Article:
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« Reply #57 on: February 03, 2014, 01:18:37 AM »


There is no doubt that many Protestants who are disaffected with their current tradition are looking outside theirs for answers, but are doing so in a way which is syncretic, i.e. they blend what is good with theirs with what is good from another tradition. If Protestants do come over to the Orthodox Church, there is a great tendency (and I have personally seen this many times) to bring over their Protestantism with them and "Orthodoxize" it.  They won't embrace Orthodoxy for the totality that it is and insist that some things typical of Protestants should exist alongside of the Orthodox tradition which they join.  And that will only cause confusion and chaos.
What kinds of "some things" are you talking about? And is it a matter of "won't embrace Orthodoxy for the totality that it is" or just that it takes time and sometimes people don't even know that they're still clinging to something. 

Since you asked, here is a short list, albeit incomplete.  Keep in mind that these are my observations.  Others may well corroborate, others may bat an eye.  

They want, or even demand:  

1) use of Protestant hymns in some services (they claim "well, such and such hymn, is perfectly Orthodox. It may well be, but that's not the point).
2)  lay readers.  (However, reading the epistle or OT is reserved for tonsured readers.  Wanna read?  Get tonsured.)
3)  to be on par with the priest which reeks of anti-clericalism.  (they want to read the same prayers as the priest or go where the priest goes; insist on shaking hands rather than asking for blessing)
4)   use only of the KJV for readings.  (not saying anything about this one)
5)  shorter services. (not saying anything about this one)
6)  to be absolved corporately rather than through the confessional. In other words, can't everyone just say a few common prayers together instead of having to go through the humiliation of a personal confession with the priest?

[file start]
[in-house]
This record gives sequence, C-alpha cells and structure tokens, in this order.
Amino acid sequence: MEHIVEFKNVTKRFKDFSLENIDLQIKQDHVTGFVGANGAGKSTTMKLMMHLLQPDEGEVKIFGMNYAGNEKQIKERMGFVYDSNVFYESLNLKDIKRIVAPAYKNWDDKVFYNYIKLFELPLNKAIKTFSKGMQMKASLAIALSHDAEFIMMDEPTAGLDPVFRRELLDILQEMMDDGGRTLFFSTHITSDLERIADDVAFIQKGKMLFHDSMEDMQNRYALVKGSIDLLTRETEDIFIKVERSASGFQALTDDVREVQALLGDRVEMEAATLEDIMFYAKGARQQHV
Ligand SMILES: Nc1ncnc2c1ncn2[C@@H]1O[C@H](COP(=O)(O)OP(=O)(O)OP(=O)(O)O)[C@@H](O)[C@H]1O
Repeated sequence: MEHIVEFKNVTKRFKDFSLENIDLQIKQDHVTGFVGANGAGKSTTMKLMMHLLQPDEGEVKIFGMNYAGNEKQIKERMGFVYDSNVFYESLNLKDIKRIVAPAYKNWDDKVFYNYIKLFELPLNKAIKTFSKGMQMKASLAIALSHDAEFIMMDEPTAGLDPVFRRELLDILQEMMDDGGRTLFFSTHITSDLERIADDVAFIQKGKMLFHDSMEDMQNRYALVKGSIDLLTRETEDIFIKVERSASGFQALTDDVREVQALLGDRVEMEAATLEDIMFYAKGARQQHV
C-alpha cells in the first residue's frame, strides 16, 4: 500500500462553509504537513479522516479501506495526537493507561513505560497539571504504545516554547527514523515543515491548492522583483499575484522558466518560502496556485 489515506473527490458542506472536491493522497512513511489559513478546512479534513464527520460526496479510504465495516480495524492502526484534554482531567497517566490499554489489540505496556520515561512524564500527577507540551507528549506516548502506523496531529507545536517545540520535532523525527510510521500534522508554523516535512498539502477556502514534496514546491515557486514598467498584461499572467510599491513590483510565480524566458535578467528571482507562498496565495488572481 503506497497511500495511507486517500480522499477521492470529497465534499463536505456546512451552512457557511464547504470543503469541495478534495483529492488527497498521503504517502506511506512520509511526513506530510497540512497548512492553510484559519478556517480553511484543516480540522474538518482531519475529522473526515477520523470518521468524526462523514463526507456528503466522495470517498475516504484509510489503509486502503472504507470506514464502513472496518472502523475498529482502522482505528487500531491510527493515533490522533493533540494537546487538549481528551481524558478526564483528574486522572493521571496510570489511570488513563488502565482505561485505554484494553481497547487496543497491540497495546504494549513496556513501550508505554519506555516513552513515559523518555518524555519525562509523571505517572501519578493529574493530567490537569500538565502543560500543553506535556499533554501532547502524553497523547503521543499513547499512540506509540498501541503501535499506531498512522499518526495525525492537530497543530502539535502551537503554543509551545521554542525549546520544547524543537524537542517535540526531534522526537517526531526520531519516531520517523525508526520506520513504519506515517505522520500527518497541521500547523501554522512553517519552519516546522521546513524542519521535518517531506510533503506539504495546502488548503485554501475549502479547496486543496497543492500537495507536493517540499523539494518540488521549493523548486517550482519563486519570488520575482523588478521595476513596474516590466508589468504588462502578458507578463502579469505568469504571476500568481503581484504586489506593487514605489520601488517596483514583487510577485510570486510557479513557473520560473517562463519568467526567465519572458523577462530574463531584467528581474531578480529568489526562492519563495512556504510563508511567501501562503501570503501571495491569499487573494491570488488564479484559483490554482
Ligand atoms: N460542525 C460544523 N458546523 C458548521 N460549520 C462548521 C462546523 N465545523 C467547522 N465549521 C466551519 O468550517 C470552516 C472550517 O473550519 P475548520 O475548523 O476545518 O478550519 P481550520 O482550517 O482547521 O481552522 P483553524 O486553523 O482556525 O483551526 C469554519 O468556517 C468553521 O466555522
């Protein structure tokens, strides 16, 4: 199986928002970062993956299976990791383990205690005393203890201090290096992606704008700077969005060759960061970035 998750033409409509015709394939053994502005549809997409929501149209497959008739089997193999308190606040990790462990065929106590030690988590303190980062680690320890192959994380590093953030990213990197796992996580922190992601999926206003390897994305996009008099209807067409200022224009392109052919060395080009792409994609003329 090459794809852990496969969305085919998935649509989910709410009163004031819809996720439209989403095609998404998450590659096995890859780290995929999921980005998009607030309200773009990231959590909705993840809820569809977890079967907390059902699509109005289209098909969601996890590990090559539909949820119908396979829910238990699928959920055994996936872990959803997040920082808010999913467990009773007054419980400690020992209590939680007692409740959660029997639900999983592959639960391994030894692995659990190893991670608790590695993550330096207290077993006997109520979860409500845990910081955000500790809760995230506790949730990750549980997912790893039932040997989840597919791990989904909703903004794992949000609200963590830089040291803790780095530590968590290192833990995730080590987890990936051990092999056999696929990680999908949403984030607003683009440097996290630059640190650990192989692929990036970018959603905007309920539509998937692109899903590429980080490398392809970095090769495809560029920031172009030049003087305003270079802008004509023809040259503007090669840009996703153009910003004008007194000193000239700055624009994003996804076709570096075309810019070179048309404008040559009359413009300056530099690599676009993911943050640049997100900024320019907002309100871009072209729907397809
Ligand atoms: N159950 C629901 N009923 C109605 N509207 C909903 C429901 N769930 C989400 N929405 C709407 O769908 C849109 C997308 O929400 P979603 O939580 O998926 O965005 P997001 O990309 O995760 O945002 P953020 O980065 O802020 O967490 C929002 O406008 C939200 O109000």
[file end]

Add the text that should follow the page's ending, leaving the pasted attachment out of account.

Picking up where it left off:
7)  use of American or English style religious music. (Blech!  Can't even hold a candle to Byzantine)
Cool  to move feast days to nearest Sundays because only Sundays are for church.


To be honest, some of the similarities I've seen of "Protestantising" have been done by Greeks that were trying to blend with American culture and converts are the ones that protested the changes (my experience and observation) because they were trying to get away from such.


Face it. Folks gotta have something to complain about, and converts make a nice scapegoat to blame issues on.
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« Reply #58 on: February 03, 2014, 01:41:41 AM »

Face it. Folks gotta have something to complain about, and converts make a nice scapegoat to blame issues on.

Yeah, just leave us alone already.  Every time one of you comes to my church and I have to welcome you and help you not offend us by doing something wrong, you interrupt my hesychia.  Get your own church.

I'm kidding.
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« Reply #59 on: February 03, 2014, 01:44:26 AM »


There is no doubt that many Protestants who are disaffected with their current tradition are looking outside theirs for answers, but are doing so in a way which is syncretic, i.e. they blend what is good with theirs with what is good from another tradition. If Protestants do come over to the Orthodox Church, there is a great tendency (and I have personally seen this many times) to bring over their Protestantism with them and "Orthodoxize" it.  They won't embrace Orthodoxy for the totality that it is and insist that some things typical of Protestants should exist alongside of the Orthodox tradition which they join.  And that will only cause confusion and chaos.